"Not that it's anyone's business, but I did not make a decision to alter my face and have surgery on my eyes," the actress wrote in a blog for The Huffington Post
published Friday. "This fact is of no true import to anyone at all, but that the possibility alone was discussed among respected journalists and became a public conversation is a disconcerting illustration of news/entertainment confusion and society's fixation on physicality."
Zellweger's piece includes some of the same concerns about media coverage that actress Jennifer Aniston expressed in her own essay for The Huffington Post last month.
Zellweger did not call out any specific news organizations, but she did nod at a highly criticized Variety column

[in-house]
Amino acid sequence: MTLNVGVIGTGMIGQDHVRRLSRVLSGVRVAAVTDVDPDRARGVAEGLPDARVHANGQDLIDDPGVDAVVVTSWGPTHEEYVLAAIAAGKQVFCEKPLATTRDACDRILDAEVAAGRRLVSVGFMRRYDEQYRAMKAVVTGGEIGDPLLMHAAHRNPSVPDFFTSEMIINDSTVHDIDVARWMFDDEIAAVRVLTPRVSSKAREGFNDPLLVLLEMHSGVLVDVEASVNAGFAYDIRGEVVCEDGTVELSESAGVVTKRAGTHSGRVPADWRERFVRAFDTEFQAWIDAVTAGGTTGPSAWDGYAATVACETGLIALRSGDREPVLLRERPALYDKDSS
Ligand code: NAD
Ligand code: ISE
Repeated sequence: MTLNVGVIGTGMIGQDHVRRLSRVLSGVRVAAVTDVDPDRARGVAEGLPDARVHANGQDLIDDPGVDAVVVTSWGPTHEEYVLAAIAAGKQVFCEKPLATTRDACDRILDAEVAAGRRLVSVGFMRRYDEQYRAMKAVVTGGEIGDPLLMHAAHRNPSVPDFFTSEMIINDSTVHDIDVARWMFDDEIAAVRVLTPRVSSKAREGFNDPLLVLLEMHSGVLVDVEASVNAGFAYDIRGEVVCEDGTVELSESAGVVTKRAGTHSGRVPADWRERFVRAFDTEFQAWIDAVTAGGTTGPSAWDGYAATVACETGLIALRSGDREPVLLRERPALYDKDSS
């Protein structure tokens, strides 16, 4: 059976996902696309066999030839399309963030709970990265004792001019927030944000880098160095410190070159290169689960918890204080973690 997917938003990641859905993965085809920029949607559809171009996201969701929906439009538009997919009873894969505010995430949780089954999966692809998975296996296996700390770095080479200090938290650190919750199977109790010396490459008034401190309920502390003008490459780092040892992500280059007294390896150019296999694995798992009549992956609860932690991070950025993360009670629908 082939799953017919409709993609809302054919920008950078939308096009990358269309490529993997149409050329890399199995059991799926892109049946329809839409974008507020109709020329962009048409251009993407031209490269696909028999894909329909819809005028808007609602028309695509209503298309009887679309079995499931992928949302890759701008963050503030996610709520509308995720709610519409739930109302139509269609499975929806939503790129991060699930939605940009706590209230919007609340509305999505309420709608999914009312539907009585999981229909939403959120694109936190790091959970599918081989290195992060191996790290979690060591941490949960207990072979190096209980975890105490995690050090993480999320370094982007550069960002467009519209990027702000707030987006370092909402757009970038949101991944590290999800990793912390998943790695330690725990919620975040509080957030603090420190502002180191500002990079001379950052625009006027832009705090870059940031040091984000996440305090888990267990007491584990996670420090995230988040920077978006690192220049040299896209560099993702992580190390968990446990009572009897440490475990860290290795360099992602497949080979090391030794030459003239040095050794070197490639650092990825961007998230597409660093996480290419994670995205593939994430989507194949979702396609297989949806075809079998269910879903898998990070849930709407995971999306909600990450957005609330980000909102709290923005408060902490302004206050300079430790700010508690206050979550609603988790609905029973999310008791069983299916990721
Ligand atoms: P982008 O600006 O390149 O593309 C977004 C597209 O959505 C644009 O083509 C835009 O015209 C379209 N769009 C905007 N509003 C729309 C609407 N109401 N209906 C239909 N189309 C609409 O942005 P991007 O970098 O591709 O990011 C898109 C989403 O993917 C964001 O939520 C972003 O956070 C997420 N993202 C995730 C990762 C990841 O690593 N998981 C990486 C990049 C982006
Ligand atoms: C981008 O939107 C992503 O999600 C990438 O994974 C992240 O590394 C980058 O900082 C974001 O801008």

that took aim at her appearance in June, without using the publication's name.
"What if immaterial tabloid stories, judgments and misconceptions remained confined to the candy jar of low-brow entertainment and were replaced in mainstream media by far more important, necessary conversations?" she wrote.
Zellweger added that "choosing the dignity of silence rather than engaging with the commerce of cruel fiction" often "leaves one vulnerable not only to the usual ridicule, but to having the narrative of one's life hijacked by those who profiteer from invented scandal." Thus, she decided to open up about the issue.
"I'm writing because to be fair to myself, I must make some claim on the truths of my life, and because witnessing the transmutation of tabloid fodder from speculation to truth is deeply troubling," she wrote. "The 'eye surgery' tabloid story itself did not matter, but it became the catalyst for my inclusion in subsequent legitimate news stories about self-acceptance and women succumbing to social pressure to look and age a certain way."
Zellweger's next film, "Bridget Jones's Baby," premieres September 16.